> tested on a shake table by the design team at Southampton University.

> The pier response above ground to load was determined from computer
> modeling.

> We found that the maximum possible impact force from a ship bow from the
> boats traveling on the Thames on the pier is in the order of 35MN -
> equivalent to 26 000 people pushing at once. The bridge piers will move
> just 160mm sideways under this force, and continue to support the bridge.

150,000 people crossed on the first day. I'll take a wild stab and
estimate that that means about 500-2000 people on the bridge at a
time, on average. (Given the size of the bridge as 320x4m, this is
reasonable. You could probably comfortably fit 2500 walking people on
at a time.) Under that load it was moving 8" (200mm). models the
cable stresses up to a load of 5000 people. (5000 is the maximum
standing load.)

Overall they seem do have done a range of computer and physical
modeling including a second independent computer modeling team, but
vastly underestimated the number of people it would have to reliably
support. Assuming the models were correct (and as they say, the
stresses involved make this a ground-breaking project) you're still
not going to get good outputs if your inputs are an order of magnitude


Microsoft software *can* damage your hardware!

Rob Slade <>
Fri, 30 Jun 2000 08:47:22 -0800
Remember the good old days?  High speed disk drives, heavy aluminum platters
that sometimes fractured, at speed, sending pieces of metal out through the
sides of the drive?

Yesterday one of my students brought in a picture he had scanned of a bunch of
fragments of CD-ROM.  He had been installing Microsoft LinksGolf 2000.  While
disk 2 (of 3) was in the drive, there was a sudden noise, the drive bay popped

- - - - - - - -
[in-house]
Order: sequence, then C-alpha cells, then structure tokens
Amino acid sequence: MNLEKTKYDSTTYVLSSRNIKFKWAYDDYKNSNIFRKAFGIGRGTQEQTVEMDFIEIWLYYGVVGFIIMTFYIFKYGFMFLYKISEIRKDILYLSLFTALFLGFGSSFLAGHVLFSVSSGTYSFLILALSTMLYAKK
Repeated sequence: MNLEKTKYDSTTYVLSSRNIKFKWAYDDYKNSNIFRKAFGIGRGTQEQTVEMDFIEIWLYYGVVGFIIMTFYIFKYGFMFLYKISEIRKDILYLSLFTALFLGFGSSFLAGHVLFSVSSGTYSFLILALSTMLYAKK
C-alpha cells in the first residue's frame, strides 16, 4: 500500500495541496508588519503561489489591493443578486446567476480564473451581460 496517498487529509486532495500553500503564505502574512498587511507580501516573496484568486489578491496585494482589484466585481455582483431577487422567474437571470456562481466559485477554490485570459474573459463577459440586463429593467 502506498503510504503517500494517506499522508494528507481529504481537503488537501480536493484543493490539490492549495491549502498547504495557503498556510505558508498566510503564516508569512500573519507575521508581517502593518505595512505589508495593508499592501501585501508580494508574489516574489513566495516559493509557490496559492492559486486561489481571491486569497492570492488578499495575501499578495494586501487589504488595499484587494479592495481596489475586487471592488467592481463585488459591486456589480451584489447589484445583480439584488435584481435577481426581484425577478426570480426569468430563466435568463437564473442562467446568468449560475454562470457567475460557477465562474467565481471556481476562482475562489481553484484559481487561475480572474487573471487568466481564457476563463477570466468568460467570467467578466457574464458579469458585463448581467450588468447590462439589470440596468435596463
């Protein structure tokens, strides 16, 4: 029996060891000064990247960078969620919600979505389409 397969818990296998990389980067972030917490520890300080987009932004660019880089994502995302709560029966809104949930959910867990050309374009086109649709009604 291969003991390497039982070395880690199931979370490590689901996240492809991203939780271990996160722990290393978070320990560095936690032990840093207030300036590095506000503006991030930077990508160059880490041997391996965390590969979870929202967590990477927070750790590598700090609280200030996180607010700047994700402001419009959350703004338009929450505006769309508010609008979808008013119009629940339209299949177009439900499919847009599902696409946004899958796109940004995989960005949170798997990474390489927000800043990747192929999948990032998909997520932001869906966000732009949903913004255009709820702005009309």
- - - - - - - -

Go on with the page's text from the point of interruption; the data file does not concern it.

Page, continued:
open, and out flew various pieces of plastic.  These were moving fast enough
that one cut him on the back.  A number of smaller pieces are obviously still
in the machine: he got the bay closed, but now it won't open any more.

This drive is (or, at least, used to be) a 52x drive, so clearly we are
getting up there in speed.

The risks, in terms of hardware damage, software loss, and personal injury,
are plain, but some interesting questions remain.

Are we reaching the limits of safe operation with plastic disks?  Or is it
only defects in manufacture that cause this type of problem?

Does the use of Microsoft LinksGolf void the warranty on the drive?

Who do you sue for personal pain and suffering, the drive manufacturer, or
Microsoft?    or

Another Win95/DOS interaction

Epstein Family <>
Sat, 17 Jun 2000 22:11:09 -0400
Several years ago there was a series of postings in RISKS about the
unexpected interactions between Win95 and the underlying DOS operating system.

I just discovered another one.  I run Win95 at home (works just fine on my
133MHz Pentium).  I wanted a list of all the files in a directory, so I
could print it.  Of course there's no easy way to do this directly from the